In a really funny little aside, Pasquinelli takes advantage of a particular aspect of Lovelace’s notes in which he raises, but dismisses, the idea that this would eventually make a difference as a self-aware engine as a human being, saying that they would never stop of being ‘extensions’. of human power, or of additions to human knowledge” – it’s pretty funny to realize that she had tried to scare away idiots like Elon Musk two hundred years ago!

Both Lovelace and Babbage served their class, of course: they were part of the bourgeoisie and sought to use computing to further divide labor for completely bourgeois purposes. However, this did mean that the fundamentally collaborative and collective origin and purpose of technology was of clear importance to critics of capitalism. Karl Marx himself soon saw the value of Babbage’s work in developing these critiques.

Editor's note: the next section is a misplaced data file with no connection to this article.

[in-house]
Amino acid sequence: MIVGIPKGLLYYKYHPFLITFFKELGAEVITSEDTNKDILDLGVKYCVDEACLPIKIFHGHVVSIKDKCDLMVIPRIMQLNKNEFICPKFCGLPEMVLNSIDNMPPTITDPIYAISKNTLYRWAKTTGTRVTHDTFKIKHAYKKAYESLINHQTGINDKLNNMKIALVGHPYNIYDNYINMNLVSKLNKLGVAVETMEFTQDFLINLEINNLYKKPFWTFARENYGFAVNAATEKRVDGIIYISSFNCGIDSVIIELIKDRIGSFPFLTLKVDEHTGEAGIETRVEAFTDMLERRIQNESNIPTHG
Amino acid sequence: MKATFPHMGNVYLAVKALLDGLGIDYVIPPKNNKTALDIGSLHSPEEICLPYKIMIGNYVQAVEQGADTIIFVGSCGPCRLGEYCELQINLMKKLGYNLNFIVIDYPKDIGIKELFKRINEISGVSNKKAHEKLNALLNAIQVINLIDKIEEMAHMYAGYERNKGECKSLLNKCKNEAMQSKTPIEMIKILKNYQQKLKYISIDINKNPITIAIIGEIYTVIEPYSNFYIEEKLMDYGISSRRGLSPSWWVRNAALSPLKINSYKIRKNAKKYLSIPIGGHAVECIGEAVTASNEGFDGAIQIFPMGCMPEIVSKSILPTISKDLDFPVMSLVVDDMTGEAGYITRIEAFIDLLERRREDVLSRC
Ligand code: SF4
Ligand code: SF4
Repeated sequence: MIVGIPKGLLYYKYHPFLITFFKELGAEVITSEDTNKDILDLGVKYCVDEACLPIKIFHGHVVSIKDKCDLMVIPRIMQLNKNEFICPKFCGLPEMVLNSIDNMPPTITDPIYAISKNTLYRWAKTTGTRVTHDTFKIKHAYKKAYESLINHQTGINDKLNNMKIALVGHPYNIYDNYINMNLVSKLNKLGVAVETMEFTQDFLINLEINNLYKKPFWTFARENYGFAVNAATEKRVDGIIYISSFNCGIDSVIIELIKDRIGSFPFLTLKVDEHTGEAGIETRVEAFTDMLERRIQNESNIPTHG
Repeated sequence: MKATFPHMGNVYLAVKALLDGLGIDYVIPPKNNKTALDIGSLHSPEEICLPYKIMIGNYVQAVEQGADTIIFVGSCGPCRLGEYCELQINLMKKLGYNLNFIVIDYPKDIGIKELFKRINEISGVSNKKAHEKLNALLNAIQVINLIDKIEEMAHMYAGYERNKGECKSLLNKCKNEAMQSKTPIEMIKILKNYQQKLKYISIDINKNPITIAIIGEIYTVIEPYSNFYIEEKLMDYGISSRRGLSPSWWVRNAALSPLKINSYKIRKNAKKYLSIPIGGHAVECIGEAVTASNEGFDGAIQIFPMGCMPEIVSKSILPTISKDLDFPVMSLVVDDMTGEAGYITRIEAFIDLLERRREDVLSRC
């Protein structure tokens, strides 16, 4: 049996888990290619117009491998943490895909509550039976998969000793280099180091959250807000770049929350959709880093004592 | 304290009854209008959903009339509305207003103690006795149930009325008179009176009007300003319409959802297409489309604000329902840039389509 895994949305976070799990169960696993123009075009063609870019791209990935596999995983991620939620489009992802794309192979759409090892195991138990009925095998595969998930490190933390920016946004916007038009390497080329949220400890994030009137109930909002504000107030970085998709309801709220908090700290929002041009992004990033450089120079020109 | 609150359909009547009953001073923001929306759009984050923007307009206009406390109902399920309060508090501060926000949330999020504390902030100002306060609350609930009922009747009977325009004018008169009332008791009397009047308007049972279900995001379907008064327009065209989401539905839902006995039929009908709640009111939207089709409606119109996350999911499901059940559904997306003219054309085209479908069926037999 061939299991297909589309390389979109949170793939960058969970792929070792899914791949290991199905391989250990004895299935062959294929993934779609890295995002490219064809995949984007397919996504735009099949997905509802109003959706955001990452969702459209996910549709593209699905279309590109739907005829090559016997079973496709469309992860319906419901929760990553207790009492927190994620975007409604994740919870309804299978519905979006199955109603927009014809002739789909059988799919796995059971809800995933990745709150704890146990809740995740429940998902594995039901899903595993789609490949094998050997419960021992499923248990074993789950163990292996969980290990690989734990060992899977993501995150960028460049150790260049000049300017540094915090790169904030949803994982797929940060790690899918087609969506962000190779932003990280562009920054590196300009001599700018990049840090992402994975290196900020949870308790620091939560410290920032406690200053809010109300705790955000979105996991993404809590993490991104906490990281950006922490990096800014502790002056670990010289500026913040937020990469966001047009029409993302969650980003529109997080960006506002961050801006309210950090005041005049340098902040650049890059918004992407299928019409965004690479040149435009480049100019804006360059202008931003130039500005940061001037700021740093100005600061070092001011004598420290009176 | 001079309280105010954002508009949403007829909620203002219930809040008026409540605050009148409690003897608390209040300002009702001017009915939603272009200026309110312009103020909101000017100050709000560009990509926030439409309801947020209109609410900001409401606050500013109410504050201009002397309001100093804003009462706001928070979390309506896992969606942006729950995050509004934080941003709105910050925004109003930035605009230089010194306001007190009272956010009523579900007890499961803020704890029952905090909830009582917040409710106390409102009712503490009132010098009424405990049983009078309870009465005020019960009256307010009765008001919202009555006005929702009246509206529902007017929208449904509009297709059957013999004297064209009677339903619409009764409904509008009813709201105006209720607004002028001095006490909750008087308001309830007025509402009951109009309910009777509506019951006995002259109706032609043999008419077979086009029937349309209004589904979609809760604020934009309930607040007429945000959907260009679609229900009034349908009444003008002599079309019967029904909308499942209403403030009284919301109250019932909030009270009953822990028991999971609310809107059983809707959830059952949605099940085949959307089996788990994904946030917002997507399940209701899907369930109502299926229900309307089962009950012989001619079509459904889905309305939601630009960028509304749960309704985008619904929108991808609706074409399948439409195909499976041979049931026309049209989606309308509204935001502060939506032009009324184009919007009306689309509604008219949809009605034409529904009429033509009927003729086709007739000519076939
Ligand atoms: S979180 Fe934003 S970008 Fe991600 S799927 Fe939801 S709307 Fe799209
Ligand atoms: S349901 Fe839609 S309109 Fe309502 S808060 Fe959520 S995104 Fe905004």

Developments and debates

As the book progresses the development of computing as we know it, an increasing number of fields of study come together in fascinating ways in sometimes surprising interactions. Early electricity gives rise to telegraphic communication, which begins the study of electronics. It also makes people think of the human brain as a network of signals like a telegraphic exchange, displacing efforts to think of it as a set of rotating gears as in Babbage’s difference engine. Ideas about how the human mind might work and how a calculating machine might emulate it are a two-way exchange of concepts, and an increasingly multidimensional view of how human intelligence might work starts a key debate in computer science.